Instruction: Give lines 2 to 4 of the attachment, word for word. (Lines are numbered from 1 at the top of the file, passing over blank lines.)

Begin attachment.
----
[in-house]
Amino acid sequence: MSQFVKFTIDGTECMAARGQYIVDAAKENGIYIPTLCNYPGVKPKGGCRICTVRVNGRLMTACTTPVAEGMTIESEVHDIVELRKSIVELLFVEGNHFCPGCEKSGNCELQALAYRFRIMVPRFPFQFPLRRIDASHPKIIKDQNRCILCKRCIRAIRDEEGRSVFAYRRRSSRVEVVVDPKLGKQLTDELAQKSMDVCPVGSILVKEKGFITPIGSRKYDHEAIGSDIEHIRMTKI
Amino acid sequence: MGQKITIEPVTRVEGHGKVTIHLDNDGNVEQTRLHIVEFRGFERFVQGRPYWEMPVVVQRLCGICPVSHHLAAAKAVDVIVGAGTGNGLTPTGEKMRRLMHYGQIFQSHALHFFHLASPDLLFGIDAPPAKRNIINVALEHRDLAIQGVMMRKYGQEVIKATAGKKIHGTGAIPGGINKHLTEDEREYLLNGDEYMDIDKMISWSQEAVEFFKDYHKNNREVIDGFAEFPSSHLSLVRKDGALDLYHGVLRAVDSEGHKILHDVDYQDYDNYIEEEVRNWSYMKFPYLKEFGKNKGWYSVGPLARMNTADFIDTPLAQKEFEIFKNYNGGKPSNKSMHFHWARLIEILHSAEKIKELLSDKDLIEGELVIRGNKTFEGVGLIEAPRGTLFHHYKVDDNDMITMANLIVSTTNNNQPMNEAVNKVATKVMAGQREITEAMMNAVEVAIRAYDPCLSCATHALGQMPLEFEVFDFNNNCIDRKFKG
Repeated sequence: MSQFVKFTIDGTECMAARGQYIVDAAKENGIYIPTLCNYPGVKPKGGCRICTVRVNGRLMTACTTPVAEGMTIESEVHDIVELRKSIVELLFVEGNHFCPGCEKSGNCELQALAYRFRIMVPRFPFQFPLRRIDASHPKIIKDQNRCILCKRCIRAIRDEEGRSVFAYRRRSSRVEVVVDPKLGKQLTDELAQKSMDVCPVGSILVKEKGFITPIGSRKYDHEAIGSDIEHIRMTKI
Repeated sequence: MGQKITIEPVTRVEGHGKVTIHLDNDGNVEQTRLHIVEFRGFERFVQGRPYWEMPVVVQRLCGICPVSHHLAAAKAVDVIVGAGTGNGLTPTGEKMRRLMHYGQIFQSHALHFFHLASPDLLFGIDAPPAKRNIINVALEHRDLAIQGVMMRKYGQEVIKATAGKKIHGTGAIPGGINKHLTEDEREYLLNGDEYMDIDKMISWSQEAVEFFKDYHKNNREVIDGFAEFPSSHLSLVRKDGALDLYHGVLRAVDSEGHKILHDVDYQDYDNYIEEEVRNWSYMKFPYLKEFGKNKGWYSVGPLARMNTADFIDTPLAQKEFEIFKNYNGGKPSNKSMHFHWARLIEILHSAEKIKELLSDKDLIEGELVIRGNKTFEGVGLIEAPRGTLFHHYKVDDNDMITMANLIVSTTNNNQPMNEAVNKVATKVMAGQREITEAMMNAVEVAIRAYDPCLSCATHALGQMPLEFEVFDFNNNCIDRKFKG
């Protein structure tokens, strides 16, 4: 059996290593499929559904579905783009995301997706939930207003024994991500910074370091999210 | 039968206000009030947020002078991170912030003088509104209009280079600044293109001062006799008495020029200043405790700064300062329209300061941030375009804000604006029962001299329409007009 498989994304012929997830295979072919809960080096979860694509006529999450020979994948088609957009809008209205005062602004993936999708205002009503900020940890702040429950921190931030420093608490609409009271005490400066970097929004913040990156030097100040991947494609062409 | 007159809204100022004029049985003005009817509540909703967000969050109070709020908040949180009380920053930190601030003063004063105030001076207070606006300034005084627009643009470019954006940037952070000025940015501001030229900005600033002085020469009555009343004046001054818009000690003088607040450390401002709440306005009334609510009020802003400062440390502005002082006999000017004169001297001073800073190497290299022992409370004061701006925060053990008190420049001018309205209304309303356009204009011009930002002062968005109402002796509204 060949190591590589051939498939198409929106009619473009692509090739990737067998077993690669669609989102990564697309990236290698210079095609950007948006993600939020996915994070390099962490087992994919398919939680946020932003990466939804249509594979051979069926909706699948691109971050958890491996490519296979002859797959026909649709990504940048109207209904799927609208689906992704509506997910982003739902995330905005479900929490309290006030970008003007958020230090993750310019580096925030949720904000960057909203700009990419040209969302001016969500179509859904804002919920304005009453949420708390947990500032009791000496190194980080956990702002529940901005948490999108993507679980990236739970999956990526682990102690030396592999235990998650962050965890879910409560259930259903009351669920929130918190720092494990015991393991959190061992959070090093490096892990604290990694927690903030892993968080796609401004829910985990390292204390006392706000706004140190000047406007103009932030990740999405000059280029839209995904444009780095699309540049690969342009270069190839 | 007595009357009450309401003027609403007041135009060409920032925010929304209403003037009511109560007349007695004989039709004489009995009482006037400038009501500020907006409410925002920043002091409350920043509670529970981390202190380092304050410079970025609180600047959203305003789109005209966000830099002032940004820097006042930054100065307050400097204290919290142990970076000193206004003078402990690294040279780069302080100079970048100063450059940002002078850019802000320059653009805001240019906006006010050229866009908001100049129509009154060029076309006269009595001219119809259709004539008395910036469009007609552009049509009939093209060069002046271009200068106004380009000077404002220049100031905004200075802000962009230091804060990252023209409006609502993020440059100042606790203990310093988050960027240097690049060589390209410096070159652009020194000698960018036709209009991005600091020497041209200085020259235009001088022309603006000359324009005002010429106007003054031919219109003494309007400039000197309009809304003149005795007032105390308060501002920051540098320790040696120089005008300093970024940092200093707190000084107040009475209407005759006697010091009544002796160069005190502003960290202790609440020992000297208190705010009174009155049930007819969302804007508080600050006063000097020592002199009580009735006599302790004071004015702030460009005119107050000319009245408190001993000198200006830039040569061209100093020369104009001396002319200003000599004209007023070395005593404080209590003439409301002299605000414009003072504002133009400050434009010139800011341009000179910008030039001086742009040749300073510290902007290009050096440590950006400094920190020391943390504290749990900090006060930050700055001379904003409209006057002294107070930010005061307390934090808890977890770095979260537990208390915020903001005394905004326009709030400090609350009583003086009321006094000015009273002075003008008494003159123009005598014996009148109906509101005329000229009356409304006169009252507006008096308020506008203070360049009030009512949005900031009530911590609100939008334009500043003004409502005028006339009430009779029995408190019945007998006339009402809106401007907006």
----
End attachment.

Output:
Amino acid sequence: MSQFVKFTIDGTECMAARGQYIVDAAKENGIYIPTLCNYPGVKPKGGCRICTVRVNGRLMTACTTPVAEGMTIESEVHDIVELRKSIVELLFVEGNHFCPGCEKSGNCELQALAYRFRIMVPRFPFQFPLRRIDASHPKIIKDQNRCILCKRCIRAIRDEEGRSVFAYRRRSSRVEVVVDPKLGKQLTDELAQKSMDVCPVGSILVKEKGFITPIGSRKYDHEAIGSDIEHIRMTKI
Amino acid sequence: MGQKITIEPVTRVEGHGKVTIHLDNDGNVEQTRLHIVEFRGFERFVQGRPYWEMPVVVQRLCGICPVSHHLAAAKAVDVIVGAGTGNGLTPTGEKMRRLMHYGQIFQSHALHFFHLASPDLLFGIDAPPAKRNIINVALEHRDLAIQGVMMRKYGQEVIKATAGKKIHGTGAIPGGINKHLTEDEREYLLNGDEYMDIDKMISWSQEAVEFFKDYHKNNREVIDGFAEFPSSHLSLVRKDGALDLYHGVLRAVDSEGHKILHDVDYQDYDNYIEEEVRNWSYMKFPYLKEFGKNKGWYSVGPLARMNTADFIDTPLAQKEFEIFKNYNGGKPSNKSMHFHWARLIEILHSAEKIKELLSDKDLIEGELVIRGNKTFEGVGLIEAPRGTLFHHYKVDDNDMITMANLIVSTTNNNQPMNEAVNKVATKVMAGQREITEAMMNAVEVAIRAYDPCLSCATHALGQMPLEFEVFDFNNNCIDRKFKG
Repeated sequence: MSQFVKFTIDGTECMAARGQYIVDAAKENGIYIPTLCNYPGVKPKGGCRICTVRVNGRLMTACTTPVAEGMTIESEVHDIVELRKSIVELLFVEGNHFCPGCEKSGNCELQALAYRFRIMVPRFPFQFPLRRIDASHPKIIKDQNRCILCKRCIRAIRDEEGRSVFAYRRRSSRVEVVVDPKLGKQLTDELAQKSMDVCPVGSILVKEKGFITPIGSRKYDHEAIGSDIEHIRMTKI